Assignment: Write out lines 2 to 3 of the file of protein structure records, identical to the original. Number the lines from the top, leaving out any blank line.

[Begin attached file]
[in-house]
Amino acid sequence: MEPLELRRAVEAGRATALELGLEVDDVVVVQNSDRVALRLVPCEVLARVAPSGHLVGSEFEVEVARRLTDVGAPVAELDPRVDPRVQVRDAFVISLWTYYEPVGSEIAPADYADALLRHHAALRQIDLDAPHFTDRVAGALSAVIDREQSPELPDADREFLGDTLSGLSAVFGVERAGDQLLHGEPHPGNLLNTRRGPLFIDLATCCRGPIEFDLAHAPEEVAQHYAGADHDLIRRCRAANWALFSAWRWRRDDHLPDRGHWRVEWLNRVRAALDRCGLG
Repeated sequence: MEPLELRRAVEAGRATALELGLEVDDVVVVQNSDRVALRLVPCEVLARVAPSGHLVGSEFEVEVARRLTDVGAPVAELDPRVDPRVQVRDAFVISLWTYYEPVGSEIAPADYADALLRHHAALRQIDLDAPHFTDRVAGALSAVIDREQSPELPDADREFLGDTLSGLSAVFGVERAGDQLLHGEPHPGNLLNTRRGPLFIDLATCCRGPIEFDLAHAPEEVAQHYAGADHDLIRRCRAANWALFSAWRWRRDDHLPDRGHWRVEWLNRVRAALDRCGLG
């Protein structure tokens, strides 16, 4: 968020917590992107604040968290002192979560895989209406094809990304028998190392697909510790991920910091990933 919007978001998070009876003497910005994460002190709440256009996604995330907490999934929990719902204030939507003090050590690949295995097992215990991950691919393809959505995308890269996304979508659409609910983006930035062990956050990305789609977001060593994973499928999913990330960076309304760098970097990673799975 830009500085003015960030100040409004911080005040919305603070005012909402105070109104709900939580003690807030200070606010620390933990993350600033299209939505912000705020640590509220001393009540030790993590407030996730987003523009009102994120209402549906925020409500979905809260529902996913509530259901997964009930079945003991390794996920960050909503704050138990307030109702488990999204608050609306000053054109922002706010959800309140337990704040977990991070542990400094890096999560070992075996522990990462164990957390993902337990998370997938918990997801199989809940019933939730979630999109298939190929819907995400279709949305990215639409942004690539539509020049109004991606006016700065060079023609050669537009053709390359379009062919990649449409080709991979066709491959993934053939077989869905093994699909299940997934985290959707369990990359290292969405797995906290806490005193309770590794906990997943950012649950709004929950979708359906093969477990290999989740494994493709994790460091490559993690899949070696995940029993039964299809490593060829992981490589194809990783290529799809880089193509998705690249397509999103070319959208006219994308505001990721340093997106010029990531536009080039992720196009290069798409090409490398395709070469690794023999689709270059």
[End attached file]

Amino acid sequence: MEPLELRRAVEAGRATALELGLEVDDVVVVQNSDRVALRLVPCEVLARVAPSGHLVGSEFEVEVARRLTDVGAPVAELDPRVDPRVQVRDAFVISLWTYYEPVGSEIAPADYADALLRHHAALRQIDLDAPHFTDRVAGALSAVIDREQSPELPDADREFLGDTLSGLSAVFGVERAGDQLLHGEPHPGNLLNTRRGPLFIDLATCCRGPIEFDLAHAPEEVAQHYAGADHDLIRRCRAANWALFSAWRWRRDDHLPDRGHWRVEWLNRVRAALDRCGLG
Repeated sequence: MEPLELRRAVEAGRATALELGLEVDDVVVVQNSDRVALRLVPCEVLARVAPSGHLVGSEFEVEVARRLTDVGAPVAELDPRVDPRVQVRDAFVISLWTYYEPVGSEIAPADYADALLRHHAALRQIDLDAPHFTDRVAGALSAVIDREQSPELPDADREFLGDTLSGLSAVFGVERAGDQLLHGEPHPGNLLNTRRGPLFIDLATCCRGPIEFDLAHAPEEVAQHYAGADHDLIRRCRAANWALFSAWRWRRDDHLPDRGHWRVEWLNRVRAALDRCGLG